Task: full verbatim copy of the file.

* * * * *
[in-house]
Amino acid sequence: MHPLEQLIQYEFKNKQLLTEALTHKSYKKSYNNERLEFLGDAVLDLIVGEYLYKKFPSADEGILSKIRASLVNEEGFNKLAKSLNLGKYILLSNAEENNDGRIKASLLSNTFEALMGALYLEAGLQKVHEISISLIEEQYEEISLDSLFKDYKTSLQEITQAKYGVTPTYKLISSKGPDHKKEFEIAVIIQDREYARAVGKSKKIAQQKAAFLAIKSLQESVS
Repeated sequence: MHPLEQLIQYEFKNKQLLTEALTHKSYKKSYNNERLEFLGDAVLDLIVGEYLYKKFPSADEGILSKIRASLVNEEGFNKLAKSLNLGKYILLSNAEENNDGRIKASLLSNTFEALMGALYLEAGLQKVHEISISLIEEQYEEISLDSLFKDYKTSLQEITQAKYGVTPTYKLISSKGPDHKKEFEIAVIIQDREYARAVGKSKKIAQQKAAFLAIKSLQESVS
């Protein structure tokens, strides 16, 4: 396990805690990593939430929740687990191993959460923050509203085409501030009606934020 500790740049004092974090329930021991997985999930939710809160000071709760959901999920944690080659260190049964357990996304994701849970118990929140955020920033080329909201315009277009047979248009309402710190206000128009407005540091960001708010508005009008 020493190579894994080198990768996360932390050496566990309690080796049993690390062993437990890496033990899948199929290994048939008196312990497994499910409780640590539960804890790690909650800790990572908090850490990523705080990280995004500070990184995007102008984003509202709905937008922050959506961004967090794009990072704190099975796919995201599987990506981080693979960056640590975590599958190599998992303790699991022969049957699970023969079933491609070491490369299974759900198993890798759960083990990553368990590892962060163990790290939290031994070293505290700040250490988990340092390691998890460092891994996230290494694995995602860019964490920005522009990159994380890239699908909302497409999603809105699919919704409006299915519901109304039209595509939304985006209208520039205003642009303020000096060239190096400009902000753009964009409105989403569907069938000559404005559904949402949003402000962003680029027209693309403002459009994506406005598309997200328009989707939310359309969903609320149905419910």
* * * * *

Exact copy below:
[in-house]
Amino acid sequence: MHPLEQLIQYEFKNKQLLTEALTHKSYKKSYNNERLEFLGDAVLDLIVGEYLYKKFPSADEGILSKIRASLVNEEGFNKLAKSLNLGKYILLSNAEENNDGRIKASLLSNTFEALMGALYLEAGLQKVHEISISLIEEQYEEISLDSLFKDYKTSLQEITQAKYGVTPTYKLISSKGPDHKKEFEIAVIIQDREYARAVGKSKKIAQQKAAFLAIKSLQESVS
Repeated sequence: MHPLEQLIQYEFKNKQLLTEALTHKSYKKSYNNERLEFLGDAVLDLIVGEYLYKKFPSADEGILSKIRASLVNEEGFNKLAKSLNLGKYILLSNAEENNDGRIKASLLSNTFEALMGALYLEAGLQKVHEISISLIEEQYEEISLDSLFKDYKTSLQEITQAKYGVTPTYKLISSKGPDHKKEFEIAVIIQDREYARAVGKSKKIAQQKAAFLAIKSLQESVS
């Protein structure tokens, strides 16, 4: 396990805690990593939430929740687990191993959460923050509203085409501030009606934020 500790740049004092974090329930021991997985999930939710809160000071709760959901999920944690080659260190049964357990996304994701849970118990929140955020920033080329909201315009277009047979248009309402710190206000128009407005540091960001708010508005009008 020493190579894994080198990768996360932390050496566990309690080796049993690390062993437990890496033990899948199929290994048939008196312990497994499910409780640590539960804890790690909650800790990572908090850490990523705080990280995004500070990184995007102008984003509202709905937008922050959506961004967090794009990072704190099975796919995201599987990506981080693979960056640590975590599958190599998992303790699991022969049957699970023969079933491609070491490369299974759900198993890798759960083990990553368990590892962060163990790290939290031994070293505290700040250490988990340092390691998890460092891994996230290494694995995602860019964490920005522009990159994380890239699908909302497409999603809105699919919704409006299915519901109304039209595509939304985006209208520039205003642009303020000096060239190096400009902000753009964009409105989403569907069938000559404005559904949402949003402000962003680029027209693309403002459009994506406005598309997200328009989707939310359309969903609320149905419910």